So, I learned (and you should learn from me) that if something arrests your attention that much, and it's not outside the realm of possibility, then you should probably try it on right away. The saleslady told me that the dress had been flying off the rack. She also asked me what shoes I'd wear, as she'd had varying responses (my answer was obvious--red T-straps). I'm not inordinately upset about all this. I'm perfectly capable of making such a dress, even, but I have other projects going. I'm just a little rueful...who wouldn't be, with such a lovely garment?
Now, if you'll excuse me, I need to go get some groceries.

Thursday, December 02, 2010

Admittedly, I'm not a good photographer. It isn't part of my giftedness. My sister could certainly do a better job. But I received this amazing dress in the mail from my aunt and cousin. I know nothing of its beginnings, only that it came from ebay and received some "adjustments" as my aunt put it, to take care of some repairs. She seemed sure in her note that it would not fit, but it most certainly does.
Other elements of the outfits:
Gloves: bought at Jeffrey's Antique Mall in Findlay. I just noticed yesterday that I may have two right gloves, though I have no idea how that happened.
Necklace and earrings: pearls, provenance unknown. Probably a relative.
Combs: Pearl and gold, provenance unknown. Possibly Great Aunt Elsie.
Hosiery: Victoria's Secret, seamed.
Heels: T-straps--can't remember the company. Probably purchased at Dillard's or somesuch.
Rainboots: Chooka
Fan: Gift from my sister, purchased in Middleton.
Purse 1: Gift from Aunt Karen
Purse 2: Gift from friend Karin
Choker: Ribbon, purchased at Hobby Lobby (I think)







This last one is my favorite. There's something French about it I can't quite define.





Wednesday, December 01, 2010

Suspense!

I have something tres charmant to tell you about and show you. The only trouble is, it requires some time that I haven't had lately. I have some excitement about working on it tonight maybe, if I get enough work done, and then will try to do some posting Thursday or Friday.
My weekend ahead is very, very busy, and I haven't done the best job at getting my work done lately. I'm grateful for the mood boost that my med has provided, but it has destroyed my once brilliant willpower. When you are not as capable of feeling guilt as you have been your entire life, it's hard to make yourself perform tasks as opposed to, say, cuddling up on the couch and watching TV and reading a book (simultaneously--my ability to multitask is undiminished).
So, rest assured, I'm working on something amazing for you, revolving around something amazing that was given to me. Hint: Aunt Deb and Maggie, this is all about you.

Monday, November 15, 2010

Nostalgia: Dorm Edition, Avec Ma Belle Soeur

My classes are writing Proposing a Solution essays right now. Many of them select campus-related issues, and it never fails that every year I get plunged into nostalgia for my dorm years. I lived in one dorm all four years of college, in the same room for three, and had classes strewn about the Michigan State campus.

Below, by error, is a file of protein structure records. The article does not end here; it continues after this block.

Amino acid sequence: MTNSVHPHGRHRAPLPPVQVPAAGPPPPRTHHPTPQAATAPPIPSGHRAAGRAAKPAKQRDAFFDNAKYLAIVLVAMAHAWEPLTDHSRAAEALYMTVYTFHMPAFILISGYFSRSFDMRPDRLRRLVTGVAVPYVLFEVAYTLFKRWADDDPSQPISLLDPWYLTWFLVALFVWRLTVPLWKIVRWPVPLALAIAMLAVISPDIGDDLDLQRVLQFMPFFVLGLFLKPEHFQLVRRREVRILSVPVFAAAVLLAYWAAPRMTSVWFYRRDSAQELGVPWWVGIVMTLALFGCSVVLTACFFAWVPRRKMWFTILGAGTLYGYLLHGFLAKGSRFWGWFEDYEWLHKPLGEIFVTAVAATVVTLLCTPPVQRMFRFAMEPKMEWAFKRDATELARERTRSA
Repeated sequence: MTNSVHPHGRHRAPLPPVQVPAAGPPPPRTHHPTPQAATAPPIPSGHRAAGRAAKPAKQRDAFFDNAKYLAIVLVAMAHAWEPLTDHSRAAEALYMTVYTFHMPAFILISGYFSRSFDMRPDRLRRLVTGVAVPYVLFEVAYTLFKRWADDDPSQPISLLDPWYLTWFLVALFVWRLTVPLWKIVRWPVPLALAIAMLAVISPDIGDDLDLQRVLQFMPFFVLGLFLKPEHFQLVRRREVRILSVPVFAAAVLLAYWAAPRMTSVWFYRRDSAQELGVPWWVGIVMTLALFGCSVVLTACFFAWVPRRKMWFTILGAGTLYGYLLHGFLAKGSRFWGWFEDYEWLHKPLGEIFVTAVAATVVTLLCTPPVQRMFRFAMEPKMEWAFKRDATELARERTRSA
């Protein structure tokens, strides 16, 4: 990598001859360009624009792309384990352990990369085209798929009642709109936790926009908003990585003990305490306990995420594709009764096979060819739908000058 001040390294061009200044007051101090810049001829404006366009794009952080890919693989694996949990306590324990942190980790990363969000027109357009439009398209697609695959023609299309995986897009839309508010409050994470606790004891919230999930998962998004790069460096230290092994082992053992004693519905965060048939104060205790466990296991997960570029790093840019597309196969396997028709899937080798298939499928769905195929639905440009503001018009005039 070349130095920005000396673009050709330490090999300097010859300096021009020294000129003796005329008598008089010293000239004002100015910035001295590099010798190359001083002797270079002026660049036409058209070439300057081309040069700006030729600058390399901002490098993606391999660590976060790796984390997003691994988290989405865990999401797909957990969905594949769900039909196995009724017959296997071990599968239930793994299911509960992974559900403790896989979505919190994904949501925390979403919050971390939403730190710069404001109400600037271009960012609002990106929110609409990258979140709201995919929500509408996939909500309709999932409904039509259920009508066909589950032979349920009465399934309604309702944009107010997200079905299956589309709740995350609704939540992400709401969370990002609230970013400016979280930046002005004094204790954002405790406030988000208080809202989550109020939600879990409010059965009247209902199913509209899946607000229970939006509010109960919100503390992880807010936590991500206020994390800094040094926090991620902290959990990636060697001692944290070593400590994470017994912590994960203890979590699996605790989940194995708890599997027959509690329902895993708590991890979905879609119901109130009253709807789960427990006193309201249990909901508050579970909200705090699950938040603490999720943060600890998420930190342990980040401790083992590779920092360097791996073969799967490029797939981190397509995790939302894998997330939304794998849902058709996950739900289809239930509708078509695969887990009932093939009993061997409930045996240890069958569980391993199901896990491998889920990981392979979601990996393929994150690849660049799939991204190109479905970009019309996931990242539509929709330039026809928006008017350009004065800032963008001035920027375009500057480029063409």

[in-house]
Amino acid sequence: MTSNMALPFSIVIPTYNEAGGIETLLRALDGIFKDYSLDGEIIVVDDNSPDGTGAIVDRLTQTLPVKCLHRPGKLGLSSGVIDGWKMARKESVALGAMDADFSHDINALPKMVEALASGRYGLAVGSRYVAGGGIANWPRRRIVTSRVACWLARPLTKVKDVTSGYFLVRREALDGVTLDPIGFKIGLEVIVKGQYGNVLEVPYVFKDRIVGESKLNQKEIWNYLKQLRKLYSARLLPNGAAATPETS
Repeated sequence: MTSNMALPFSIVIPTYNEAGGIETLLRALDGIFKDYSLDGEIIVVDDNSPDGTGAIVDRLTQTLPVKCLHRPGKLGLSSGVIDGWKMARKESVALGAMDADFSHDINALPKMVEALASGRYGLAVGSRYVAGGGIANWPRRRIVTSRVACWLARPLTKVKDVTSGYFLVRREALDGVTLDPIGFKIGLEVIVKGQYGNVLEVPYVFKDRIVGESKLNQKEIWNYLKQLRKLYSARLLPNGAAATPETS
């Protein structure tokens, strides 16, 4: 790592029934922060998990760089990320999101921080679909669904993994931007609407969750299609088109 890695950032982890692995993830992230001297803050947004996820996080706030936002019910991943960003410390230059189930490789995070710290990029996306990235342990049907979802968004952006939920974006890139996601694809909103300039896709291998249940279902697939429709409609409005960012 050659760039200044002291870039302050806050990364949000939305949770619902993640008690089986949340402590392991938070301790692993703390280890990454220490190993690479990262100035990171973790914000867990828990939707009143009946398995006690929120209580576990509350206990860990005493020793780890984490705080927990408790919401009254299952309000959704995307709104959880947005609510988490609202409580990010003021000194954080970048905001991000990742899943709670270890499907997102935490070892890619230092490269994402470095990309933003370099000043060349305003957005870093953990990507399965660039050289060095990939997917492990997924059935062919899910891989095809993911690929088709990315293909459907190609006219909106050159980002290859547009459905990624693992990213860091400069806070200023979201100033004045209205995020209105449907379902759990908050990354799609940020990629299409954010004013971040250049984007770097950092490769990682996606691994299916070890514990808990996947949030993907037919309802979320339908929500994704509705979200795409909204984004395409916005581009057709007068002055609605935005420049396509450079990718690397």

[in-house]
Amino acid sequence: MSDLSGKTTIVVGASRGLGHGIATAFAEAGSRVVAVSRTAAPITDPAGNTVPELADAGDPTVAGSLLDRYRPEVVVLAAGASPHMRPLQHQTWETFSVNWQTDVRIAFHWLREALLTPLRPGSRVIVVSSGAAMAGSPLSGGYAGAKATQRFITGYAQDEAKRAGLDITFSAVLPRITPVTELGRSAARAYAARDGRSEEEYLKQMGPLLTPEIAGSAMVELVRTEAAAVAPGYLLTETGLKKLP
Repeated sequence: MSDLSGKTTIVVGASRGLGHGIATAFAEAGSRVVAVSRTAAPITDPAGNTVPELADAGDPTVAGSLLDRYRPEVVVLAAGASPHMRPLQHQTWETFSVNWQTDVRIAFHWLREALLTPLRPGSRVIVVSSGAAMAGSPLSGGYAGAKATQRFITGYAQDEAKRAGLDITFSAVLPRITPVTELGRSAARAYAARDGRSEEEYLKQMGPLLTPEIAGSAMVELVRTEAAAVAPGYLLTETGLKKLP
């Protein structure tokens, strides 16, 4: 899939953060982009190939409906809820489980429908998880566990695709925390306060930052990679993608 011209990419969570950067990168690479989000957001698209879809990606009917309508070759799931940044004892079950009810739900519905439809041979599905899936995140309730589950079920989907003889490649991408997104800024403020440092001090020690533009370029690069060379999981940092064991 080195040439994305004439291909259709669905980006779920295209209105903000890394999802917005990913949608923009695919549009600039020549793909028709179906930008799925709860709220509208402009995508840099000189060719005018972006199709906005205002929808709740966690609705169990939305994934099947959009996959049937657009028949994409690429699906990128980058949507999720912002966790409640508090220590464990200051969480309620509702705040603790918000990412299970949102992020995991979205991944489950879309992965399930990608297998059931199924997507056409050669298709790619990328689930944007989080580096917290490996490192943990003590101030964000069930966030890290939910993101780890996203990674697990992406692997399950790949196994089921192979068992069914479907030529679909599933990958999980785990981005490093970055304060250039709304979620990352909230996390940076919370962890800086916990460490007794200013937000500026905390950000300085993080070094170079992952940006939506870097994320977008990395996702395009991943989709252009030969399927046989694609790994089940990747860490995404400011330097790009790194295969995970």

One essay in particular was about bike travel on campus; the student mentioned the lengths of walks to class here at BGSU, with the tops being about 20 minutes. MSU, of course, is giant in comparison, and I was reminded of my long hikes, particularly in driving snow and frigid temperatures (though not barefoot, uphill both ways). For instance, one term as a freshman I had to walk from my dorm, Mason Hall, to Wonders, clear across campus, which is about 1.15 miles according to a run mapping program (and if I'm remembering my route correctly). Then, I had to walk from Wonders to Brody, an additional .65 miles. After this, I had to walk back to Mason, which was about 1.35 miles (again, I had to guess at the route I would have taken, which may not have been the most efficient and may have even been longer). Sometimes, I recall, I shifted my route to avoid wind gusts, especially heading out to Wonders.
When you're walking with a backpack and early in the day (this was all before lunch), this takes you some time. I remember it took me about half an hour to get out to Wonders, 25 minutes on a good day, and an additional 15 minutes or so to get to Brody. Then it easily took me forty to forty-five minutes to get back to Mason, as they were quite literally at opposite ends of the campus. I'm a fast walker normally, but I definitely remember trudging in the winter, certainly not at top speeds.

In my mind for the last few days has been a very distinct memory of one such day. It was bitterly cold, and snowy to boot. I was wearing one of my giant wool sweaters. On my way back to the dorm, all I could think about was lunch, something hot from our good cafeteria (dorm food, and the way they pay for meals, here at BGSU is not so good--I was spoiled). I wouldn't even go to my room, but take my exhausted, hungry self and bag straight into the dining room. As I was scanned in, I noticed that my sister and her friends were seated at a table. If I was in the cafeteria today (although it doesn't exist anymore), I could show you exactly where they were: righthand side of the righthand long tables, between the pillars.
My sister and I lived in the same dorm for a year, one floor apart, I as a freshman and she as a senior (it was not considered unfashionable to live in a dorm the whole time you were at college, especially when you lived in a nice building like ours). Yet, we hardly ever saw each other. She and I had very different schedules. We very rarely ate together, especially since I was at dance classes all evening, right through normal dinner times. But for once, we ended up at the same place at the same time.